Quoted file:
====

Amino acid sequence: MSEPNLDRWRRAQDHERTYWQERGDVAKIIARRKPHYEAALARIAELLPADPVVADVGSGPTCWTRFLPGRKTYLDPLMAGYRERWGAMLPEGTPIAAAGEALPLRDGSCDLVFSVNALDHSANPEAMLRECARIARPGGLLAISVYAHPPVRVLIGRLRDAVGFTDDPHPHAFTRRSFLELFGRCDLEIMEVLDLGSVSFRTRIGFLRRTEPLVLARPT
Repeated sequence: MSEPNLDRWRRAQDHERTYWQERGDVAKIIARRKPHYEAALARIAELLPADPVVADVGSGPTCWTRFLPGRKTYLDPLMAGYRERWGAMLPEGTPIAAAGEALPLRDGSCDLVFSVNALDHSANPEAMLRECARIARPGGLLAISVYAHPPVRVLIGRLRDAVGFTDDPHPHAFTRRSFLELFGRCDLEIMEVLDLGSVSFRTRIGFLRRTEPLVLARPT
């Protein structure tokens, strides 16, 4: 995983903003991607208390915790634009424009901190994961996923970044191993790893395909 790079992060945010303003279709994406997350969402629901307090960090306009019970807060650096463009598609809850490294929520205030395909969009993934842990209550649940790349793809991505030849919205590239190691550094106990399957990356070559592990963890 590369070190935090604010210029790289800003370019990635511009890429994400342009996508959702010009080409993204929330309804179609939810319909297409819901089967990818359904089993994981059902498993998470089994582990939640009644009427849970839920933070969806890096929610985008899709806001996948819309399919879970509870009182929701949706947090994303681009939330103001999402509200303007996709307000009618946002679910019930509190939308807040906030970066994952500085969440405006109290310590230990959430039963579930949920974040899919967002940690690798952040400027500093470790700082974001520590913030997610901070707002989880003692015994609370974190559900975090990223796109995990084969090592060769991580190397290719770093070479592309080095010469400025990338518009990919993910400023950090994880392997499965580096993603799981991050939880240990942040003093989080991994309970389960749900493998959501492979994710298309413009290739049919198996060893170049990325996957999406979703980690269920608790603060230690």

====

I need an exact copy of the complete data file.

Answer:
Amino acid sequence: MSEPNLDRWRRAQDHERTYWQERGDVAKIIARRKPHYEAALARIAELLPADPVVADVGSGPTCWTRFLPGRKTYLDPLMAGYRERWGAMLPEGTPIAAAGEALPLRDGSCDLVFSVNALDHSANPEAMLRECARIARPGGLLAISVYAHPPVRVLIGRLRDAVGFTDDPHPHAFTRRSFLELFGRCDLEIMEVLDLGSVSFRTRIGFLRRTEPLVLARPT
Repeated sequence: MSEPNLDRWRRAQDHERTYWQERGDVAKIIARRKPHYEAALARIAELLPADPVVADVGSGPTCWTRFLPGRKTYLDPLMAGYRERWGAMLPEGTPIAAAGEALPLRDGSCDLVFSVNALDHSANPEAMLRECARIARPGGLLAISVYAHPPVRVLIGRLRDAVGFTDDPHPHAFTRRSFLELFGRCDLEIMEVLDLGSVSFRTRIGFLRRTEPLVLARPT
């Protein structure tokens, strides 16, 4: 995983903003991607208390915790634009424009901190994961996923970044191993790893395909 790079992060945010303003279709994406997350969402629901307090960090306009019970807060650096463009598609809850490294929520205030395909969009993934842990209550649940790349793809991505030849919205590239190691550094106990399957990356070559592990963890 590369070190935090604010210029790289800003370019990635511009890429994400342009996508959702010009080409993204929330309804179609939810319909297409819901089967990818359904089993994981059902498993998470089994582990939640009644009427849970839920933070969806890096929610985008899709806001996948819309399919879970509870009182929701949706947090994303681009939330103001999402509200303007996709307000009618946002679910019930509190939308807040906030970066994952500085969440405006109290310590230990959430039963579930949920974040899919967002940690690798952040400027500093470790700082974001520590913030997610901070707002989880003692015994609370974190559900975090990223796109995990084969090592060769991580190397290719770093070479592309080095010469400025990338518009990919993910400023950090994880392997499965580096993603799981991050939880240990942040003093989080991994309970389960749900493998959501492979994710298309413009290739049919198996060893170049990325996957999406979703980690269920608790603060230690």